1995 Bought Royal Trust Bank (Austria), a subsidiary of Bank of Canada, which has no loan book but deposits of £235 million providing “a cheap source of funding for future lending”, says director Tiernan O’Mahoney. FitzPatrick says Anglo’s target market is asset backed loans averaging £400,000. Deposits exceed £1.4 billion. http://webcache.googleusercontent.co...&ct=clnk&gl=ie

    1995 Anglo Irish acquired Royal Trust Bank (Austria), a bank with a 100-year history, from Royal Bank of Canada and renamed it Anglo Irish Bank (Austria). Anglo Irish also acquired a loan portfolio from Allied Dunbar. http://en.wikipedia.org/wiki/Anglo_Irish_Bank
    1996 – Anglo Irish acquired Ansbacher Bankers, which was established in Dublin in 1950.
    Yes – that Ansbacher Bank. http://www.gavinsblog.com/2009/05/03...port-complete/
    http://en.wikipedia.org/wiki/Anglo_Irish_Bank http://www.independent.ie/national-n...an-386659.html

    "The (Moriarty) tribunal heard also of the stg £100,000 payment made to Charles Haughey in September 1994. It was transferred on September 20 and involved a payment by Anesia Etablissement, Banque Scandinave, Geneva. It was in favour of Henry Ansbacher and Company for further credit to Cayman International Bank Trust Company and to the Royal Bank of Scotland in London.
    Another payment of stg£25,000 was also made for the benefit of Mr Haughey on October 28, 1996 being paid through the Anglo Irish Bank Corporation in the Isle of Man to the Royal Bank of Scotland in Jersey for the account of AIB (Channel Islands).
    … Mr Desmond has stated that he had only two dealings with Des Traynor which related to Mr Haughey. One was in or about November 1987 when he was asked if he would participate in a five or six person syndicate to advance funds to repay ``our friend's borrowings''.
    In a memo to the tribunal, the former NCB chairman has said he understood this to refer to Mr Haughey but he declined this approach. Sometime in or about 1988 Mr Traynor asked him to move private accounts from Guinness and Mahon to NCB. Desmond admitted that the risk factor surrounding the loan to Conor Haughey for repair of Celtic Mist (a loan of £75,000 for refurbishment of the family yacht. Note: CF) was not of concern to him.”

    1998 Anglo Irish acquired Crédit Lyonnais (Austria) and combined it with its existing Austrian operations. http://en.wikipedia.org/wiki/Anglo_Irish_Bank

    1998 Anglo establishes a US operation in Boston and purchases units of Credit Lyonnais Bank in Austria for £10.1 million. Profits rise 49 per cent to £45.1 million. http://webcache.googleusercontent.co...&ct=clnk&gl=ie
    Last edited by C. Flower; 29-06-2013 at 03:09 PM.
    “ We cannot withdraw our cards from the game. Were we as silent and mute as stones, our very passivity would be an act. ”
    — Jean-Paul Sartre

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    Default Re: Anglo Irish and Banking Crisis Timeline - The Euro and EMU arrive

    1st January 1999 The Euro launched: Ireland joins. http://en.wikipedia.org/wiki/History_of_the_euro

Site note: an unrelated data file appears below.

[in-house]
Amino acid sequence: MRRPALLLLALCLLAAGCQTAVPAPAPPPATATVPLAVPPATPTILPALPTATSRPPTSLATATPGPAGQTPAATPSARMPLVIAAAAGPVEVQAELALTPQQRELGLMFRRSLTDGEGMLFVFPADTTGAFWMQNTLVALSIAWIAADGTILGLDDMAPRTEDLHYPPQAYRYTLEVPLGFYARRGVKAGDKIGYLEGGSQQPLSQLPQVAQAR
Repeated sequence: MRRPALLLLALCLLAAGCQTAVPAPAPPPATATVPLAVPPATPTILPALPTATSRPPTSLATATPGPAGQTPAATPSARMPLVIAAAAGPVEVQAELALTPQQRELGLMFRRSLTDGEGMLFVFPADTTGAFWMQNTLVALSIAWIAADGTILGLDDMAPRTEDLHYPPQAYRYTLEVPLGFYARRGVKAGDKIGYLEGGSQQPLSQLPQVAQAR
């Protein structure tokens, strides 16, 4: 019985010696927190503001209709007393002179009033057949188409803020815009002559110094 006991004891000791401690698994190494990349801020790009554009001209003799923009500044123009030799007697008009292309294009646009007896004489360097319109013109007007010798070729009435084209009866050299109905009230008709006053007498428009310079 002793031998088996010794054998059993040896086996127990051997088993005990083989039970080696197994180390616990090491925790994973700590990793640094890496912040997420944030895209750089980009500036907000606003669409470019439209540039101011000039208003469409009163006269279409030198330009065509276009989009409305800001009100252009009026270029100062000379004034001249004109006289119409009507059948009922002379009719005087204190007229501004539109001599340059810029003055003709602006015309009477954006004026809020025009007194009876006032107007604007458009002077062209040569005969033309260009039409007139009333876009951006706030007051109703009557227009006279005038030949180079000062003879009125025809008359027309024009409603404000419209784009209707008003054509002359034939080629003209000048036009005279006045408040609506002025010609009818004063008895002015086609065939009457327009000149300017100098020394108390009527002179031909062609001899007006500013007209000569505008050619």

“With the establishment of the EMU and the introduction of the Euro, Europe has opened up with the creation of a proper single financial market and the resulting level of competition between financial institutions is becoming fierce. Virtually all European countries have had vigorous programmes of privatization underway, following Britain’s lead under Thatcher. This has greatly accelerated the formation of an efficient pan-European equity market. Vast amounts of deregulation have ushered the powerful forces of free market into every corner of Europe.”(High Finance in the Eurozone, Walter and Smith, Prentice Hall).

    Membership of the Eurozone led to a decrease in nominal and real interest rates and also removed the exchange rate risk associated with European borrowing. As a result, Irish banks became increasingly reliant on short term borrowing in the Euro area. By the end of 2006, wholesale borrowing by Ireland in the euro area markets for the aforementioned six Irish financial institutions reached about 39 per cent of their combined loan books.
    The growth in short-term borrowing increased at an even greater rate such that one year remaining maturity or less amounted to 41 bn at end 2006 for two largest banks, up from 1 bn at end of 2003. (Regling and Watson, 2010, p 33). Nyberg found that when supply of credit exceeded good quality demand for loans, standards dropped, and non-recourse loans, without guarantees, or any real collateral were made.

    1999 – Anglo Irish acquired Smurfit Paribas Bank, a joint-venture that Banque Paribas had helped establish in Dublin in 1983. Anglo – Irish also bought a loan portfolio from Bayerische Hypo-und Vereinsbank.http://en.wikipedia.org/wiki/Anglo_Irish_Bank

    1999 Buys Smurfit Paribas Bank for £30 million cash. http://webcache.googleusercontent.co...&ct=clnk&gl=ie

    2001 46 per cent rise in pre-tax profits to €194.8 million, about a third of which is generated overseas. FitzPatrick says Anglo aims to increase lending at 15-18 per cent each year. Defending the levels of directors’ remuneration, he says the bank has “a policy that rewards success” http://webcache.googleusercontent.co...&ct=clnk&gl=ie

    2001 Anglo Irish acquired Banque Marcuard Cook & Cie. in Geneva, Switzerland, and renamed it Anglo Irish Bank (Suisse). http://en.wikipedia.org/wiki/Anglo_Irish_Bank
    Last edited by C. Flower; 30-06-2013 at 06:29 PM.
    “ We cannot withdraw our cards from the game. Were we as silent and mute as stones, our very passivity would be an act. ”
    — Jean-Paul Sartre

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    Default Re: Anglo Irish and Banking Crisis Timeline - The Bubble

    2002 -2005 Growth of the Bubble